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Author: Subject: Replacing Steps on Open stairs with Redwood Treads
msteve1014
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[*] posted on 9-7-2021 at 11:18 AM


The floor at the bottom is tile, or stone. But I get it, you have a plan. Best wishes.
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Maderita
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[*] posted on 9-7-2021 at 12:46 PM


A couple other thoughts:
Perhaps select your upstairs flooring first. Then match the stair tread wood (or stain color) to that for a more homogeneous style.
There may be a good reason that you have delayed. Lumber prices have doubled/tripled during the pandemic. Contractor friends speculate that the price will come down some when the supply chain improves.

Have you checked out the higher quality vinyl planks? Looks just like wood, but impervious to spills and pet toenails. I just purchased 900 s.f. for a rental house due to the durability and ease of maintenance. I'm using a "rough sawn" look, COREtec Plus XL Enhanced. COREtec will mail some free samples for you to check it out: https://coretecfloors.com/en-us/samples
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[*] posted on 9-7-2021 at 02:17 PM


maybe gas will drop to .1.09 a gallon too




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[*] posted on 9-7-2021 at 03:31 PM


Also keep in mind if the stair threads are a smooth finish they don't mix well with stocking feet, especially coming down. I had a client take a header and of course it was my fault...I didn't select the material.
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John Harper
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[*] posted on 9-7-2021 at 04:02 PM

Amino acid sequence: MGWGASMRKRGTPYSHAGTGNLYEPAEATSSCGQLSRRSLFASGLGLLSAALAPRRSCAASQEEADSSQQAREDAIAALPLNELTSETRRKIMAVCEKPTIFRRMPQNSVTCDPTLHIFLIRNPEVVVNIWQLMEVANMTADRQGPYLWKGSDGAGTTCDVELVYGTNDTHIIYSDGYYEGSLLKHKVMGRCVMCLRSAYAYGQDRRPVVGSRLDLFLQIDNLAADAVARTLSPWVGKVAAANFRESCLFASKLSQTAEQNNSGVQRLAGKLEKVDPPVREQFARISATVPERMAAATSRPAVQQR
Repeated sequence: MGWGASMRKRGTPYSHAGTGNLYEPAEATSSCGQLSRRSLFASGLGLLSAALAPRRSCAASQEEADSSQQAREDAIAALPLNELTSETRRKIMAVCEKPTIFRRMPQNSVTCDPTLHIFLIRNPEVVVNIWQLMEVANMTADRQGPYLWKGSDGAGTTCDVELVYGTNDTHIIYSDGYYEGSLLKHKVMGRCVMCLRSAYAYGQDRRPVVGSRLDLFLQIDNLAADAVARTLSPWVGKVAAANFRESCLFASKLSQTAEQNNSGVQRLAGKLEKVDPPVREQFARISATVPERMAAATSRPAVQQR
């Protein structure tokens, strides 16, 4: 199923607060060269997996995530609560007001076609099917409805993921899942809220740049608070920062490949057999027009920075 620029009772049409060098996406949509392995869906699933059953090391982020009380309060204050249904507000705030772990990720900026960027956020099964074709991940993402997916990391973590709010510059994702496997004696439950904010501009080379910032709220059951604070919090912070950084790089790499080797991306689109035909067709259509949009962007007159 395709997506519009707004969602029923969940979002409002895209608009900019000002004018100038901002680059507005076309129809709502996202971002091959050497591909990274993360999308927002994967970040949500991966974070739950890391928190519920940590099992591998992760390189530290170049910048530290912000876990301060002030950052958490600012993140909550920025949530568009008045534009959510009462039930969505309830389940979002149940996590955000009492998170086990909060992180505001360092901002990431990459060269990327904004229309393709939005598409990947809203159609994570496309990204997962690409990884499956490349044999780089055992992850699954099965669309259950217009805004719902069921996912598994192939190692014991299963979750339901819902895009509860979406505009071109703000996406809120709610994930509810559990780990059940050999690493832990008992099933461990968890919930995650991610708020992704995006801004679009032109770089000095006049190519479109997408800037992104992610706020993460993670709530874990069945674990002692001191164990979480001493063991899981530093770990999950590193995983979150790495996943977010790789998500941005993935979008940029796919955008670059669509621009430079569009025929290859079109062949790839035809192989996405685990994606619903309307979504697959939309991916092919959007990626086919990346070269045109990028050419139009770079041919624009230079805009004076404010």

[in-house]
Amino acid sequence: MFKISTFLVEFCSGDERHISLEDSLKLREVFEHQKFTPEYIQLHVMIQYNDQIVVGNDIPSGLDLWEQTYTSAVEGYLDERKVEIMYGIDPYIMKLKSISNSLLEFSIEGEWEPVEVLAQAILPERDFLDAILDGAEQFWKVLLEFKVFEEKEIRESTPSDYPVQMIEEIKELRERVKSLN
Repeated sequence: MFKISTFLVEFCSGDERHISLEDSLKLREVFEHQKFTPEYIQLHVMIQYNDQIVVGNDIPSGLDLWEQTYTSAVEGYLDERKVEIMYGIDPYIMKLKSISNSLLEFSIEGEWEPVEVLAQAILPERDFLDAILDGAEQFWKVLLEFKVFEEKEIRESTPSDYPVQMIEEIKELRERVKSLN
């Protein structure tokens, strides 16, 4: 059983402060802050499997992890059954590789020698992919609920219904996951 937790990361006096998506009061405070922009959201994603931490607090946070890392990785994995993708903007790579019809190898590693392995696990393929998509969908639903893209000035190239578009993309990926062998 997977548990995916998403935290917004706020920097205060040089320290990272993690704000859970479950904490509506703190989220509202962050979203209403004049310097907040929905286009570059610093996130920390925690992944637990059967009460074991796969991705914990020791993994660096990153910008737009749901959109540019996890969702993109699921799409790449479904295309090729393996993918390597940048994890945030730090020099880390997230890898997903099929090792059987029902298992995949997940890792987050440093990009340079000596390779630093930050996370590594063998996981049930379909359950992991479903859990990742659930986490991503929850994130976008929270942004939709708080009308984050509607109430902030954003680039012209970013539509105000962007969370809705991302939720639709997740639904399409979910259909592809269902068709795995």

Yes, I think I'll just keep my powder dry for a while. The new flooring is amazing. Ideally, I'd rip up the stuff my dad had done, and redo that and the upstairs. I tiled the downstairs and kitchen with a buddy, and it turned out amazing. Did all the baseboards and paint as well.

Like I said, I've started down this road several times and decided to just wait.

Maderita has a good idea, maybe do the stairs last and tackle the floor upstairs first.

John
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SFandH
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[*] posted on 9-7-2021 at 04:24 PM


Quote: Originally posted by John Harper  
Quote: Originally posted by Lee  
Have carpeting on stairs but oak under it. I wear socks inside and slipped once. Didn’t want my Lab slipping .

Rather look at fir than that crappy carpet.


The slip factor is an issue, especially for us old farts.

I'm letting the carpet die, detest that chit.

John

[Edited on 9-6-2021 by John Harper]


Taking a fall is why I'm thinking about putting carpet on my stairs, which are concrete with tile on top. I'd be effed up if I took a tumble.




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[*] posted on 9-7-2021 at 04:28 PM
Stairs last....good idea!


I worked for a contractor for a while that did a lot of insurance restoration work. Too many times, he would get the carpet layers in before the carpentry and paint was finished, and we had to work on a finished surface instead of a bare sub-floor!

If you want to make a real, manly project out of those stair treads, I have a standing, recently bug killed Douglas fir tree that you can carve into boards! How hard could that be, and I am only about five hundred miles north of you!




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[*] posted on 9-7-2021 at 05:47 PM


Quote: Originally posted by AKgringo  
I worked for a contractor for a while that did a lot of insurance restoration work. Too many times, he would get the carpet layers in before the carpentry and paint was finished, and we had to work on a finished surface instead of a bare sub-floor!

If you want to make a real, manly project out of those stair treads, I have a standing, recently bug killed Douglas fir tree that you can carve into boards! How hard could that be, and I am only about five hundred miles north of you!